Tick-Borne Illness

Northeast Pennsylvania is an endemic region for tick-borne diseases, particularly Lyme disease. Additionally, the patient described living in a wooded area and working outdoors cleaning pond water from toxic run-off. Manifestations during the first days or weeks of infection resemble a non-specific viral syndrome: fatigue, anorexia, headache, neck stiffness, myalgias, arthralgias, regional lymphadenopathy, and fever. Early disseminated disease is characterized by neurologic manifestations, carditis, ocular presentations, and cutaneous findings. Later findings in disseminated disease can present as neurologic manifestations, such as meningitis, cranial neuropathy, and motor or sensory radiculoneuropathy. Neurologic findings in late disease could also manifest differently as a more mild syndrome known as Lyme encephalopathy, characterized by subtle cognitive disturbances. The patient reported new-onset, progressive back pain over a two-month period that was different from his chronic sciatica-type pain. He also reported a total 60-pound weight loss in an eight-month period, with 20 pounds lost over the previous month prior to admission. New-onset expressive aphasia was also reported. The patient was afebrile, and no cutaneous manifestations such as the notable erythema migrans pattern or Bell’s palsy presentation were found on the exam. He did not report feeling excessively fatigued and did not exhibit lymphadenopathy, stiffness, or myalgias. However, given his multiple possible exposures and some suggestive symptoms, lab orders for a tick panel were placed.

Spinal Epidural Abscess (SEA)

Clinical suspicion for SEA occurs in the setting of fever, focal neurologic findings, and new-onset back pain. Suspicion for SEA is heightened in patients with risk factors such as intravenous drug use, chronic indwelling venous catheter, distant infection (i.e., diabetic foot ulcer), older age, or recent spinal manipulation. Though the patient was afebrile, he did have new-onset back pain and focal neurologic deficits presenting as extremity weakness, urinary incontinence, and numbness on the medial aspect of the forearm down to the fourth and fifth digits that began about a week after the back symptoms. In terms of a distant infection, the patient had recurrent episodes of pyelonephritis as well as a pneumonia diagnosis weeks prior to admission. Spinal imaging (x-ray and MRI) was ordered as well and lab workup: CBC, CMP, procalcitonin, ESR, and uric acid (UA).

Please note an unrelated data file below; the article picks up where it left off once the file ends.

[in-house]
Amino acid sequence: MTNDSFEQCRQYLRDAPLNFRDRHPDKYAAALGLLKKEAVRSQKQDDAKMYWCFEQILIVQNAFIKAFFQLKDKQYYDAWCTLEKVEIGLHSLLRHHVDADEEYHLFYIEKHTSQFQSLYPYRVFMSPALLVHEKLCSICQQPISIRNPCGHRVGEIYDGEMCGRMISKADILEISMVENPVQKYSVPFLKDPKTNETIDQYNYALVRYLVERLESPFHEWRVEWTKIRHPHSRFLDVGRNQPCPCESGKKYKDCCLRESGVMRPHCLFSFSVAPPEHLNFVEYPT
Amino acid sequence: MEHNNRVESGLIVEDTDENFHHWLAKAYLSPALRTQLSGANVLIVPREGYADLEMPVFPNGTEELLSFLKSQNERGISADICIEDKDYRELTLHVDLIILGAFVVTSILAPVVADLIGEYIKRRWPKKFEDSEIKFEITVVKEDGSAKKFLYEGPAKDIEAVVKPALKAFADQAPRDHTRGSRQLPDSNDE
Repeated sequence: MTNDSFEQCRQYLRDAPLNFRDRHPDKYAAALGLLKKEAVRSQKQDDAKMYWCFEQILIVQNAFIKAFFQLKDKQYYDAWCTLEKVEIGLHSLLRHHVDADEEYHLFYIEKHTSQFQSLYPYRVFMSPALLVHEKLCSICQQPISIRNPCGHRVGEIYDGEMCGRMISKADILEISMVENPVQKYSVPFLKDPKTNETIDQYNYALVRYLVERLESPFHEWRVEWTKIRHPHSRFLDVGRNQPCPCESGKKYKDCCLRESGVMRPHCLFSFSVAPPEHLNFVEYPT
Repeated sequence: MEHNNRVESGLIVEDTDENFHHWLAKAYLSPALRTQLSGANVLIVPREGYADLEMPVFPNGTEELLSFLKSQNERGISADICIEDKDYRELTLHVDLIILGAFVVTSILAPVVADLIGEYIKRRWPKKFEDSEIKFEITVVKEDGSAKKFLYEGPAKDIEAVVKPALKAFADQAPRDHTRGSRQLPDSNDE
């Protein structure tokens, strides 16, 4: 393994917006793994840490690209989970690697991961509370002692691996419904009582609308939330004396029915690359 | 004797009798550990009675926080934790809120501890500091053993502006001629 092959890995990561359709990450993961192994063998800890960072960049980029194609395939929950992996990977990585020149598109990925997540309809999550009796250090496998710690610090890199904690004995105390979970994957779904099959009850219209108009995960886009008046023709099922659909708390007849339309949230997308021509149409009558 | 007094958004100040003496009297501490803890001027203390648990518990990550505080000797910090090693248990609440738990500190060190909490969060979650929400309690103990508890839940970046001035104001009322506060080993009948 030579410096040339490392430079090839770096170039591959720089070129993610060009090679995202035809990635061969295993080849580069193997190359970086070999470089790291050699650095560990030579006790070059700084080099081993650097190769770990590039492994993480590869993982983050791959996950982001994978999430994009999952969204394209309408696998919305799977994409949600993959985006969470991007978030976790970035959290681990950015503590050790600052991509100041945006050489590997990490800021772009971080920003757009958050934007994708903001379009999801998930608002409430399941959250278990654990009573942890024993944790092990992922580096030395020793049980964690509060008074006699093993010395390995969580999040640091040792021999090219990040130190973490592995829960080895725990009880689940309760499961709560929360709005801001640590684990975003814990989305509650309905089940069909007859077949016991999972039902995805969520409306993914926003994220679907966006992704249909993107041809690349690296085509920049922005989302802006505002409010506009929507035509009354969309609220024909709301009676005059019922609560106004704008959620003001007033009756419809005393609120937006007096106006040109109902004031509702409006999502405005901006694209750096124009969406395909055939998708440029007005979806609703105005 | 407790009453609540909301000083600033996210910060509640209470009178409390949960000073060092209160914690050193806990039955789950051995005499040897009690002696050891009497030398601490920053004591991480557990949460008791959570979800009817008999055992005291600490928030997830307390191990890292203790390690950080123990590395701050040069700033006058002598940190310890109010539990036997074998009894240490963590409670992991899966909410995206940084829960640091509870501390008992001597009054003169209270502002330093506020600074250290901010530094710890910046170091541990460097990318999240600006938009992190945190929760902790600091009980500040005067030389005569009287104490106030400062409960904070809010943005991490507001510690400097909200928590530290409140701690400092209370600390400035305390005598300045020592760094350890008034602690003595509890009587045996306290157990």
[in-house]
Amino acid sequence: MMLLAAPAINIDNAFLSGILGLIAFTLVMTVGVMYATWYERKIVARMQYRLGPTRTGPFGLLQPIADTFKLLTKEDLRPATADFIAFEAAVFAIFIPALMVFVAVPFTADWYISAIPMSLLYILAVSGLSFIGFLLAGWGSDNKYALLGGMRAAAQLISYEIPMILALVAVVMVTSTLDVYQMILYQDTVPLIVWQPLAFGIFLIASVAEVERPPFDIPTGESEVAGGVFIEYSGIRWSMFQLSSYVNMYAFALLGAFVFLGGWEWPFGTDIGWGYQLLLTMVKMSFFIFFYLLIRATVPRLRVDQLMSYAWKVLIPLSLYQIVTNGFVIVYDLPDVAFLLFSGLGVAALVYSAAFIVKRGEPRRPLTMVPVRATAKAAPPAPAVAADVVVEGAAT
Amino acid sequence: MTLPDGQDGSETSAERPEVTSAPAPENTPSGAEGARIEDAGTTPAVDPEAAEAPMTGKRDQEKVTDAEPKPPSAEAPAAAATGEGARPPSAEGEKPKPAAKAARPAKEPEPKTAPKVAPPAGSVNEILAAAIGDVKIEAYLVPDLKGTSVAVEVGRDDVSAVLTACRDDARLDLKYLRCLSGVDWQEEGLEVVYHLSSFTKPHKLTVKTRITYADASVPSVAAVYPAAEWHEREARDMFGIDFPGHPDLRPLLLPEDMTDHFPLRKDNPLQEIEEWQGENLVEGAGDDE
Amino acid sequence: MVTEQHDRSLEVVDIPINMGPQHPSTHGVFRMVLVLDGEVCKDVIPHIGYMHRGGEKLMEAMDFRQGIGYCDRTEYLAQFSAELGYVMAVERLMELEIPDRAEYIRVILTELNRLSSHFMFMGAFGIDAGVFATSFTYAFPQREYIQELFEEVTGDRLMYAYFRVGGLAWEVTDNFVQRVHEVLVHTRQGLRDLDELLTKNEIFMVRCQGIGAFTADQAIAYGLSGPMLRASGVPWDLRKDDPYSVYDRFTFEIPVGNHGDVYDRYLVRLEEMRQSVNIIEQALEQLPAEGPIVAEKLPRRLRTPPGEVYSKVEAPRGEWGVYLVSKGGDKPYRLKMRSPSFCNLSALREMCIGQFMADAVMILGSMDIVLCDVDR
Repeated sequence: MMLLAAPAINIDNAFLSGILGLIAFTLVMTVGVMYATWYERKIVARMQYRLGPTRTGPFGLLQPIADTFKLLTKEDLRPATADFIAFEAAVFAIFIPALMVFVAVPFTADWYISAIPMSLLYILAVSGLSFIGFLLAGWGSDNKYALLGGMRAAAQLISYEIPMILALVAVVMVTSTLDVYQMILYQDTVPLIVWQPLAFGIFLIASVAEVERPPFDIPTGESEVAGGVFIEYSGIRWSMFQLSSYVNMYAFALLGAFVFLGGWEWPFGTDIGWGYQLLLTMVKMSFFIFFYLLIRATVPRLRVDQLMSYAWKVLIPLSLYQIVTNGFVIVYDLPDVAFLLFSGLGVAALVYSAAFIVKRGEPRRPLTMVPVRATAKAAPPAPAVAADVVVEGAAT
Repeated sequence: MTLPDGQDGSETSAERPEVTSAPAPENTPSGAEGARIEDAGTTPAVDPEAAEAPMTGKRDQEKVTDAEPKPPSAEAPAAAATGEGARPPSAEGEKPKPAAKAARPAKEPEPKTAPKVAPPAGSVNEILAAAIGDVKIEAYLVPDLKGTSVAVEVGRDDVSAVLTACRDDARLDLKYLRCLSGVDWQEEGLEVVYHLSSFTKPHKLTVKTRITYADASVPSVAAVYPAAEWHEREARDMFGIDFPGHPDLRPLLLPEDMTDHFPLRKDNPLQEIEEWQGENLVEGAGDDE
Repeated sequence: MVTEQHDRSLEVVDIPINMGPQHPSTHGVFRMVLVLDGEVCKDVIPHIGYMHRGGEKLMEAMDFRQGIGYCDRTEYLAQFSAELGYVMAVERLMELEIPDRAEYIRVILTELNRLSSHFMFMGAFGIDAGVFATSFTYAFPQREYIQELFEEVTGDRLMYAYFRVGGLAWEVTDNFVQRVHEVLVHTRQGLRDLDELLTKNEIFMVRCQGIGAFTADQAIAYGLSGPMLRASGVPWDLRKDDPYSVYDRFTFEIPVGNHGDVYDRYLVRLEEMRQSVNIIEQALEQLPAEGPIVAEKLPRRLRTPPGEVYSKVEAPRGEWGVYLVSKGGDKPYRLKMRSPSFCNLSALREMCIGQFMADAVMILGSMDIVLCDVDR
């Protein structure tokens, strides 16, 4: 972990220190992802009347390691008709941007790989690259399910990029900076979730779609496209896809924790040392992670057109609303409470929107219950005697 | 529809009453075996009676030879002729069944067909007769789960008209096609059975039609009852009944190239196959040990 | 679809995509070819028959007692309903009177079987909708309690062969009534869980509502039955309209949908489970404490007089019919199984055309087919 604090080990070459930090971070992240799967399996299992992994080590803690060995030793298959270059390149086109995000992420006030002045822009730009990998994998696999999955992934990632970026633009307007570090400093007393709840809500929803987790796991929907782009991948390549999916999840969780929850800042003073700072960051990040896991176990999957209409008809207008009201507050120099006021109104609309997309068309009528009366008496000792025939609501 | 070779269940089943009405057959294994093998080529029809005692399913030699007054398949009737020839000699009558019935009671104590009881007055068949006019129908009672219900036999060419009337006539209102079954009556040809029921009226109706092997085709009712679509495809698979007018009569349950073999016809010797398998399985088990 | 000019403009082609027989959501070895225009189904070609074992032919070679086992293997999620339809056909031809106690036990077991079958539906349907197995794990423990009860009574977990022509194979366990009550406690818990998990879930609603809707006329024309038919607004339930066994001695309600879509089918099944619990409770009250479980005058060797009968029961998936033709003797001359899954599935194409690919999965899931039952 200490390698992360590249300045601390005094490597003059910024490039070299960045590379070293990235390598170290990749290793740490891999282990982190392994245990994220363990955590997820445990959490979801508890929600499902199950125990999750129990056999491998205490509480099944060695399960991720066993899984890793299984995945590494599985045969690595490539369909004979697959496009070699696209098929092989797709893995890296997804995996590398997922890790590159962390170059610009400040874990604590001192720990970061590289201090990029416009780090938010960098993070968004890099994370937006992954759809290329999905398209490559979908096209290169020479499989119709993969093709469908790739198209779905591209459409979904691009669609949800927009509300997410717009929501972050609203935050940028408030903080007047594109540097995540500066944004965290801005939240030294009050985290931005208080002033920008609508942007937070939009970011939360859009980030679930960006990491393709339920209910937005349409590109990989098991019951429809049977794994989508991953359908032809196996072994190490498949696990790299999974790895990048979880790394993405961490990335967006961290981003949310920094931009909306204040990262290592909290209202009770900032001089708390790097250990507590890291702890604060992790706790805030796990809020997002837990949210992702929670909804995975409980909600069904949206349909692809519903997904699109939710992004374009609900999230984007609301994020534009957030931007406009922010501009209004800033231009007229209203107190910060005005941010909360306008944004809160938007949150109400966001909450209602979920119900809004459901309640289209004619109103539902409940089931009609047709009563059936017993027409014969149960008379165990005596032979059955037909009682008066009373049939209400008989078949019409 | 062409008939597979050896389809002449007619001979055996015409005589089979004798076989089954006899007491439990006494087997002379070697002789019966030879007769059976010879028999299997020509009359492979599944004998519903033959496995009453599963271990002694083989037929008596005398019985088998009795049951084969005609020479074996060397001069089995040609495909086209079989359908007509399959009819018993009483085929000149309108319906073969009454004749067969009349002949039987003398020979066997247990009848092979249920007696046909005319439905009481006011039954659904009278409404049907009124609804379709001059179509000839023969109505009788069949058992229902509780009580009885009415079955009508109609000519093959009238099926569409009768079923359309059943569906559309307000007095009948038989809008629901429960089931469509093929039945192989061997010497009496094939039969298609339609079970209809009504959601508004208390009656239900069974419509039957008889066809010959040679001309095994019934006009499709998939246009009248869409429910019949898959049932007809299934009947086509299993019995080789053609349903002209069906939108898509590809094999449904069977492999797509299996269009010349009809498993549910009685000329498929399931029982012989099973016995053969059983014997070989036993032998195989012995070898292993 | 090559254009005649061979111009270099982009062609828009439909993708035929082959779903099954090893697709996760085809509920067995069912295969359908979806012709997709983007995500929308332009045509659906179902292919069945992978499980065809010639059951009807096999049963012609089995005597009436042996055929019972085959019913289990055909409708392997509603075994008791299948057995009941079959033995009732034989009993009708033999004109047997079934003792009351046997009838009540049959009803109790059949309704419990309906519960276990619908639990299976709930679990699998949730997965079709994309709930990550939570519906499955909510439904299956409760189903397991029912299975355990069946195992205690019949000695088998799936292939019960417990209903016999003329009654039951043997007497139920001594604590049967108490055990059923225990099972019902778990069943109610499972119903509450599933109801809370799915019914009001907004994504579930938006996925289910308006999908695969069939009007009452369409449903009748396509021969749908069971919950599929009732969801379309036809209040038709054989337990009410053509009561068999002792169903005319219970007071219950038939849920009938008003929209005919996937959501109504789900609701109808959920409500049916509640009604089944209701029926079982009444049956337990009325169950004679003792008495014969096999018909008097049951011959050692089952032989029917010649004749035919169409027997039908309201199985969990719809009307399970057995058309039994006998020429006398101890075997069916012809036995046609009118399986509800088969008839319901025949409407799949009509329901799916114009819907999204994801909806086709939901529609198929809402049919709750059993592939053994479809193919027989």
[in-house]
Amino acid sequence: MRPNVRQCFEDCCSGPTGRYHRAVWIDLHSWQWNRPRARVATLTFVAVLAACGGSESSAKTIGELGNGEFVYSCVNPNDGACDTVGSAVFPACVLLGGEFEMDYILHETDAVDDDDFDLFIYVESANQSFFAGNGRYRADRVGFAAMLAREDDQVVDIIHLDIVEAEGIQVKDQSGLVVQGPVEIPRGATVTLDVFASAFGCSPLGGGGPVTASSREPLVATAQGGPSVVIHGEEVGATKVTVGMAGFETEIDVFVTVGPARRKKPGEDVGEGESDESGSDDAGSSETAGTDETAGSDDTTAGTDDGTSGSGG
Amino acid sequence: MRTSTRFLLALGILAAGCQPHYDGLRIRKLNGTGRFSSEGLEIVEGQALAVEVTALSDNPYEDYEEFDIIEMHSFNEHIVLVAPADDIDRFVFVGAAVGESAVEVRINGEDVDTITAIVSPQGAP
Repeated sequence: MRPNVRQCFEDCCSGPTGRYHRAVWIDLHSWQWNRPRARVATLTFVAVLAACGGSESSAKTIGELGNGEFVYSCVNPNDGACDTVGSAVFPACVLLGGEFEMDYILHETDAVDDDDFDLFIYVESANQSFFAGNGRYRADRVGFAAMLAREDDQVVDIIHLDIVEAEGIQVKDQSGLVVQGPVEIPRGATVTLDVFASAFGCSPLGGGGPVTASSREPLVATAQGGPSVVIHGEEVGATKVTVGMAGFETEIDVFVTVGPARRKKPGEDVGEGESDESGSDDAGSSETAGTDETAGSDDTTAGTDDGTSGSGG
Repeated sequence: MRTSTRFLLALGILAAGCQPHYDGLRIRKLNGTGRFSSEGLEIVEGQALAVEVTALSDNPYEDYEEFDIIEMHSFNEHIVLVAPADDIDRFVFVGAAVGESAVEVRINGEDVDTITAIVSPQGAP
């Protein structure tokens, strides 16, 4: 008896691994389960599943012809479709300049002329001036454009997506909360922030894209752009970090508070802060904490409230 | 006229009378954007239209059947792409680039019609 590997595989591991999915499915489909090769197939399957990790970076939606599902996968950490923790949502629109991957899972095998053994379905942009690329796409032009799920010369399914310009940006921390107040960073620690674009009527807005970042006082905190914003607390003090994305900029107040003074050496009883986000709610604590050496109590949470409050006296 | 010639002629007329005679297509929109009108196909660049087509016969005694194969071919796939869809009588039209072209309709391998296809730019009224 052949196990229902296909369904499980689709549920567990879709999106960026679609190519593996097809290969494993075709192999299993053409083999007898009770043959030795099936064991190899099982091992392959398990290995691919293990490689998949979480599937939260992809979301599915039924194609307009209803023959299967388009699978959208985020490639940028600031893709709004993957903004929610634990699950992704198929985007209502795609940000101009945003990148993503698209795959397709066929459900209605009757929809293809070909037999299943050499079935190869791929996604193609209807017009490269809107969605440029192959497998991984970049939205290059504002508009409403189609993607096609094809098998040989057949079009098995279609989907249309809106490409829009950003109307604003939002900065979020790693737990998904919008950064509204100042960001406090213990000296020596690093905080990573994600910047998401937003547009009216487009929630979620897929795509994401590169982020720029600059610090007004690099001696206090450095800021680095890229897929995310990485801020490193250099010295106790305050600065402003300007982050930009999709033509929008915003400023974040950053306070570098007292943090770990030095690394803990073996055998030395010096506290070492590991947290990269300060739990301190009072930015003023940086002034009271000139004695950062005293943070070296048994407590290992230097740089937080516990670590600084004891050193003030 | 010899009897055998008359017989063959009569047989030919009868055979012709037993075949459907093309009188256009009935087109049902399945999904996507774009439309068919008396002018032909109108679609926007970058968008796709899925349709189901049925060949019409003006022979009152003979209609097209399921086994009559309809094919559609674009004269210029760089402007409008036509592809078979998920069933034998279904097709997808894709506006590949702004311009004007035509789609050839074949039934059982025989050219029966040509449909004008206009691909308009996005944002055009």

Treatment

Following MRI confirmation of loculated complex thoracolumbar abscess, the neurosurgery team performed a left L3, L4, L5, and S1 unilateral laminotomy and evacuation of compressive multiloculated epidural abscesses. The patient was then treated with empiric antimicrobial coverage for epidural abscess with vancomycin and ceftriaxone, which was narrowed to cefazolin based on positive MSSA wound cultures obtained in the operating room to complete a total six-week course of antibiotic therapy.

Outcome and follow-up

The patient was discharged five days postoperatively and nine days since the initial presentation on admission. He received home nursing care and completed treatment with intravenous cefazolin via a peripherally inserted central catheter (PICC) line.

The patient was seen by neurosurgery for follow-up approximately two-week postoperatively, one week after hospital discharge. At that time, he reported improvement in back pain, minimal back soreness, and no new leg pain, numbness, or weakness. However, he did have a small portion of proximal surgical incision with superficial wound dehiscence, which later healed without the need for intervention. At a follow-up with the neurosurgery team a few weeks later, the patient was found to have a well-healing surgical site and resolution of the presenting symptoms. Therefore, re-imaging was unwarranted.

Of note, the patient also followed up with his primary care team a few weeks after hospital discharge. He reported improved back pain and was ambulating more around his home. His glucose was better controlled, ranging from 130 to 170 on metformin and subcutaneous basal and short-acting insulin. Lastly, the patient was also seen by infectious disease four weeks post-hospital discharge with a recommendation to complete intravenous cefazolin treatment as planned and to follow up, if necessary.